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Financial Assistance for Cancer Patients

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Published on June 11, 2020

Patients feeling overwhelmed by cancer-related costs may be eligible for financial support, even with a higher income. Financial navigators Dan Sherman and Aimee Hoch discuss Medicare and Medicaid programs and how to qualify for co-pay assistance.  

Watch as Dan and Aimee explain what the state-by-state Medicaid expansion means for patients and what help is available if you’ve suffered a job loss or decrease in income due to the coronavirus pandemic. 

Watch Parts 1, 2 and 4 of this series at How Can I Find a Financial Navigator?Is Financial Help Available for Cancer Patients? and Navigating the Costs of Cancer Care

This program is sponsored by Incyte, Janssen and Pharmacyclics. These organizations have no editorial control, and Patient Power is solely responsible for program content.

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Transcript | Financial Assistance for Cancer Patients

Please remember the opinions expressed on Patient Power are not necessarily the views of our sponsors, contributors, partners or Patient Power. Our discussions are not a substitute for seeking medical advice or care from your own doctor. That’s how you’ll get care that’s most appropriate for you.

Recorded on June 4, 2020

Andrew Schorr:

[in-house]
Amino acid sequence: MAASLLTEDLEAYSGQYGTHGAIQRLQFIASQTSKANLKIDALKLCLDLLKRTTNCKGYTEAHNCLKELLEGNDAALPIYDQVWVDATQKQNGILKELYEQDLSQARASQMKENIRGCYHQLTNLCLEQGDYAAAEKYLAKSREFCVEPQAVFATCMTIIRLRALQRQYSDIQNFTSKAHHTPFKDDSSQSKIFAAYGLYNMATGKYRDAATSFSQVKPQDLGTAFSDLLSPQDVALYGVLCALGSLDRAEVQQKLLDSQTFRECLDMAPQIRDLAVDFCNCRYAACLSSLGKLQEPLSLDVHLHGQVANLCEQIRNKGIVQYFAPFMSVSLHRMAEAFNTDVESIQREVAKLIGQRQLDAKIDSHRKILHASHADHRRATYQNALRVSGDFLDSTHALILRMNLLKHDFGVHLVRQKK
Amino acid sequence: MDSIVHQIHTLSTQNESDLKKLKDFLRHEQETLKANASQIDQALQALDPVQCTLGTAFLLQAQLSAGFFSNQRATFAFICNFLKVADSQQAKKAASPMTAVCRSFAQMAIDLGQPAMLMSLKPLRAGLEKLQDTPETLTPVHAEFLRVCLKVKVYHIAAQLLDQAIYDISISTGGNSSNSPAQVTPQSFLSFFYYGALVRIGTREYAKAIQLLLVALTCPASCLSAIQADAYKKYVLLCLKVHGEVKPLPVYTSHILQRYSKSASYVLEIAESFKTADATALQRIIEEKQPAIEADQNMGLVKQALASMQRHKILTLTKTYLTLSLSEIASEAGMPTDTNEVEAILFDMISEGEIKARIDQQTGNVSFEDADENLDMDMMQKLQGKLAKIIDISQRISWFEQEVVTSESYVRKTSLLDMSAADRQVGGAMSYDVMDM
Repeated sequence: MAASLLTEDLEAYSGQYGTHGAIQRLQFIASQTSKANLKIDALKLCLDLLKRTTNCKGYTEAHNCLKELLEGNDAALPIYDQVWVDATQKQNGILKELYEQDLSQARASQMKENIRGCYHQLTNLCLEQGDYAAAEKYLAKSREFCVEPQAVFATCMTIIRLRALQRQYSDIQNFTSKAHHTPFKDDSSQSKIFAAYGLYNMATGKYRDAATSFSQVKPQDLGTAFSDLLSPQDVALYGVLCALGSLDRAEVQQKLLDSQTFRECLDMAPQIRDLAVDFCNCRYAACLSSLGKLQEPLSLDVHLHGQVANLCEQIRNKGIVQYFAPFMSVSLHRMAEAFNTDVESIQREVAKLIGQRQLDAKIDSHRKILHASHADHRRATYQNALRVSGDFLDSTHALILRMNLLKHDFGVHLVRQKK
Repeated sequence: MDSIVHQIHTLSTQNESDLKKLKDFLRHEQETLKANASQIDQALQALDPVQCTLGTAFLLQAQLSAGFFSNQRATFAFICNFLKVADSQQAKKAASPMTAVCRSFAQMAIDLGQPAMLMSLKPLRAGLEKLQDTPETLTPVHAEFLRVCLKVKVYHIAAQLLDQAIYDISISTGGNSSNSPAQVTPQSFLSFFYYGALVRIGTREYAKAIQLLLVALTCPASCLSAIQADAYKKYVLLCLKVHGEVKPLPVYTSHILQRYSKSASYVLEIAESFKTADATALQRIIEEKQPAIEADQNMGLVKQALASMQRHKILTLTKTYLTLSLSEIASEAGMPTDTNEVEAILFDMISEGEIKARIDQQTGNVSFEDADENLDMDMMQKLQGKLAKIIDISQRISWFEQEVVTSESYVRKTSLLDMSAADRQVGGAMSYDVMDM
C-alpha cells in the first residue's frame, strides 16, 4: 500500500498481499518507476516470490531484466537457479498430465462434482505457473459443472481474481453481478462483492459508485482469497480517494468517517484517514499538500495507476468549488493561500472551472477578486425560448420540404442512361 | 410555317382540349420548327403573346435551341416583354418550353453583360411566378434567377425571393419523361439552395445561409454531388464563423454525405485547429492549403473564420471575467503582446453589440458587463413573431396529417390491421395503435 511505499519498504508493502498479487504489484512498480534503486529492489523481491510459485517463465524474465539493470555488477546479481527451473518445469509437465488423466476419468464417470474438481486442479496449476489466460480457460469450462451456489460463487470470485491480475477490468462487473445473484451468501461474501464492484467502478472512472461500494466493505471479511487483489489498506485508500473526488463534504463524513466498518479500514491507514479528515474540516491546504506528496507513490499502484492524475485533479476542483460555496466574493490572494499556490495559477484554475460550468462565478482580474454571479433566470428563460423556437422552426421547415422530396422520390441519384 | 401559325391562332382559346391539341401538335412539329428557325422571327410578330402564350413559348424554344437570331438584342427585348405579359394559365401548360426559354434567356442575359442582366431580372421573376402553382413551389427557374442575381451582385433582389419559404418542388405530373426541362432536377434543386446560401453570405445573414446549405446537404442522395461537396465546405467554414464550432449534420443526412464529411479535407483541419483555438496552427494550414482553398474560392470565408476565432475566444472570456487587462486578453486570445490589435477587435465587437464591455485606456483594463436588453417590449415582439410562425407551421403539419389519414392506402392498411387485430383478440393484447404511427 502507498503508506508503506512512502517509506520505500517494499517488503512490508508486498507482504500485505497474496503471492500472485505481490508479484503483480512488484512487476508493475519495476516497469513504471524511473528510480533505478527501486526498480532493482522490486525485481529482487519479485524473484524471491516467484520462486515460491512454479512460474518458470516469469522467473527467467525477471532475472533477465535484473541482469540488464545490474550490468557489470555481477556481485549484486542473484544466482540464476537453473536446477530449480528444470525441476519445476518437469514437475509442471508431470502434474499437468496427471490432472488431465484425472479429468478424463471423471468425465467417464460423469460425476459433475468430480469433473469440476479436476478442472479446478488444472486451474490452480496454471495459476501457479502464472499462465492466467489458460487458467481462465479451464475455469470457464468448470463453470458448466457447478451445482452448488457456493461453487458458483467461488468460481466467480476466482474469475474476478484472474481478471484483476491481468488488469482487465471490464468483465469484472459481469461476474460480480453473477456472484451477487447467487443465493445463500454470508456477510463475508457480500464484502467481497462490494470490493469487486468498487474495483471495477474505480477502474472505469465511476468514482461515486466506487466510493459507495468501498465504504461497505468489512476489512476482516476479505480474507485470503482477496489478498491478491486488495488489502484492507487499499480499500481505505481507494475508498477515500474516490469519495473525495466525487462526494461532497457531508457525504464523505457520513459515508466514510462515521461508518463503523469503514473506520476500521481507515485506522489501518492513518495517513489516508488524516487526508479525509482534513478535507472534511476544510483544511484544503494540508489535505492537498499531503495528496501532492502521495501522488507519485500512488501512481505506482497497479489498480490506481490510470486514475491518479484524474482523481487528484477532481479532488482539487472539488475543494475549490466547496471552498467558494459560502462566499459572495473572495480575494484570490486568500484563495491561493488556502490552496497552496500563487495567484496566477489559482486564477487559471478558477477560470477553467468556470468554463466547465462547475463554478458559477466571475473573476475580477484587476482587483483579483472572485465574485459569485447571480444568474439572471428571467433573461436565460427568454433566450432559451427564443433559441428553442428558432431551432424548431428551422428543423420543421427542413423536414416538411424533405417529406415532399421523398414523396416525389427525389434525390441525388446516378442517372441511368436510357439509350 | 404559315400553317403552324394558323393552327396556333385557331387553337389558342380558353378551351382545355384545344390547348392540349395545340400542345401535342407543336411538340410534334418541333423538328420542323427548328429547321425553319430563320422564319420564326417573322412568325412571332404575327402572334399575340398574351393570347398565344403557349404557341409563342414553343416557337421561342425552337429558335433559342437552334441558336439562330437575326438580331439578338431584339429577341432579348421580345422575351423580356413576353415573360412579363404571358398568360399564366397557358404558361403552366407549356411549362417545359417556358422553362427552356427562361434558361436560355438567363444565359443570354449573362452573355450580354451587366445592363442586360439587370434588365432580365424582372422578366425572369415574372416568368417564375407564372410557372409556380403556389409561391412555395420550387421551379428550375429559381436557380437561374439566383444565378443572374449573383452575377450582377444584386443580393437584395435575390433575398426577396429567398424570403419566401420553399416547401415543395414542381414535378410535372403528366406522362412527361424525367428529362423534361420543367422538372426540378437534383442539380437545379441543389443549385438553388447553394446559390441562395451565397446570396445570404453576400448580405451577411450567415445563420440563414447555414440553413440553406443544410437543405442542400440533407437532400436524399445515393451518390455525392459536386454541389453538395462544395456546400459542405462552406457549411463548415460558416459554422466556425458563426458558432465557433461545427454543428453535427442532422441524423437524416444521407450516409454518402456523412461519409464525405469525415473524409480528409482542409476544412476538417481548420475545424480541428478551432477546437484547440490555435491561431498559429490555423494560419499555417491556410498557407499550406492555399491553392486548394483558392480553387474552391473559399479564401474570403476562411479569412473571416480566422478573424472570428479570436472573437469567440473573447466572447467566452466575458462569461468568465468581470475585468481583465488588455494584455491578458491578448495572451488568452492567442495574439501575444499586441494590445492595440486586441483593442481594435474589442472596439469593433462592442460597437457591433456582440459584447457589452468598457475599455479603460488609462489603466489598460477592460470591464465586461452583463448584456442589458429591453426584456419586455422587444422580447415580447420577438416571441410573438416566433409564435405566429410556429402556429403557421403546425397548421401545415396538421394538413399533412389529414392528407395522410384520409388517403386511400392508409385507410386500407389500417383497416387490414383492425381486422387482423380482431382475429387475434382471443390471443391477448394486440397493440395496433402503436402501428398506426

People are aware that there's a program, a federal program, but I guess administered by the states, Medicaid. So what is Medicaid? And do you have to be impoverished basically to get Medicaid assistance? Where does that come in?

Aimee Hoch:

So it depends on the state that you're in. Medicaid is available in all states. However, some states are part of the what's called the Medicaid Expansion Program. So those individuals would benefit from having a higher income limit criteria to them. So it's 138 percent of the federal poverty level versus traditionally 100 percent. So it gives people more access to Medicaid living in those particular states.

Andrew Schorr:

Okay. And if I'm a Medicaid patient, can I still get quality care?

Aimee Hoch:

Absolutely.

Dan Sherman:

And Andrew, I'm going to jump in too, and say that one of the benefits of the Medicaid Expansion Program is that they do not look at assets. So when you mentioned do I have to bring in all of my bank records and stuff like that? The answer would be no to that. So they purely look at income. You could have a $100,000 in the bank in IRA, and still get the Medicaid.

Andrew Schorr:

So, okay, if I've lost my job, my income's plummeted, or I'm some kind of freelancer, I was thinking of the example, my son is in the music business, he knows people who would go do concerts. There are no concerts now, so they have no income. So that would be somebody who could apply for Medicaid. And you mentioned states, but not every state has expanded Medicaid. How do you know? Is that what the financial navigator locally can help you know?

Dan Sherman:

Correct. Odds are that your state did expand Medicaid, 37 states have expanded Medicaid so far. So that leaves what, 13 states that have not. But if you speak to your social worker or financial navigator in your cancer program, they should know if they have expanded Medicaid or not.